William B. Dalton, M.D., Ph.D.
2021 Funding recipient
Therapeutic modulation of serine availability for SF3B1-MUT MDS
Discovery Research Grant 2021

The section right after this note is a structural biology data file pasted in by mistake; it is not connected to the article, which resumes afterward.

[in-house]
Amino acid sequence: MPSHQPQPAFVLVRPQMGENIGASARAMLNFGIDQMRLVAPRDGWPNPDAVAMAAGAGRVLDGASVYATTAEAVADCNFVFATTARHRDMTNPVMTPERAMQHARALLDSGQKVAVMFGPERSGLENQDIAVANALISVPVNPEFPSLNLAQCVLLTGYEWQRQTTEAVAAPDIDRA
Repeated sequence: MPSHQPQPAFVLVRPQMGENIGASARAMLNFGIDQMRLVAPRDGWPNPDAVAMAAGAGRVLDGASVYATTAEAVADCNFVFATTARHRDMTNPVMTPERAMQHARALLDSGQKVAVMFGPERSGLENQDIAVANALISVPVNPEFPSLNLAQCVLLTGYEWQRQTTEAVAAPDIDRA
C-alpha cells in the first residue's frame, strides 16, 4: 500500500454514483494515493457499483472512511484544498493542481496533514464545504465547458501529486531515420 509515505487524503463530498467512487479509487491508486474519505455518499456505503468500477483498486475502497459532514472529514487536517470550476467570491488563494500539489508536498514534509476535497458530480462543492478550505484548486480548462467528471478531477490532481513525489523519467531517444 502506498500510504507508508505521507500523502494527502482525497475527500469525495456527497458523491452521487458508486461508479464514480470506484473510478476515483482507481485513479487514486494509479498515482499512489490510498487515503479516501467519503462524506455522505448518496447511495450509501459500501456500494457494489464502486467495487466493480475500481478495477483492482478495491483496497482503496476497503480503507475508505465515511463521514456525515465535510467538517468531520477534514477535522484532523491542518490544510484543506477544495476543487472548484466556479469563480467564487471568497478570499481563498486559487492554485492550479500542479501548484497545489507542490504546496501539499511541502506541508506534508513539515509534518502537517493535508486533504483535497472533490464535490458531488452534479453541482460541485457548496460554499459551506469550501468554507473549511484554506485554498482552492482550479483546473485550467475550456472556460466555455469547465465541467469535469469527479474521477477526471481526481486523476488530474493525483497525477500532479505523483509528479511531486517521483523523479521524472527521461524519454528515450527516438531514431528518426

Blood stem cells are the gatekeepers of blood production: they are extremely long lived and upon differentiation can give rise to all types of mature cells, including white blood cells, red blood cells, and platelets. While people age, their blood stem cells are more easily damaged and acquire mutations in their DNA. This is a very common process that occurs in >10% of all individuals over 65 years of age. If these mutations confer a growth advantage to blood stem cells the mutated cells become overabundant in a process called Clonal Hematopoiesis of Indetermined Potential (CHIP). People with CHIP are clinically healthy, but have an increased risk of developing blood diseases, such as myelodysplastic syndromes (blood stem cells fail to make enough healthy blood) or acute myeloid leukemia (a type of blood cancer where malignant cells fill the bone marrow and interfere with the body’s normal blood cell production) and cardiovascular disease. Currently, it is not known why some mutated blood stem cells become tumorigenic and why some remain fully functional. There are multiple molecular layers that define the identity and the functionality of each stem cell: while all the cells share the same DNA sequence, they differ in the epigenome that governs what portions of the DNA are active or silenced. Preliminary experiments by us revealed that there are some markers in the epigenome that predict whether a CHIP mutation will provide a competitive advantage or not. This is not due to the mutation itself. Rather, the mutation is ‘interpreted’ through the epigenome and some cells have an epigenome that predisposes the cell to overgrowth. The aim of this proposal is to extend these studies to test the effects of the epigenome in i) mouse bone marrow transplantation studies of mutated stem cells or ii) in human bone marrow samples. We will molecularly analyze single cells to validate the causal connection of the epigenetic markers with the outgrowth and transformation of blood stem cells. If successful, this work will provide insight into how CHIP mutations can lead to diverse outcomes providing potential therapeutic targets. In addition, it may lead to a molecular signature signifying increased risk. This may then be tested as a prognostic indicator for patients.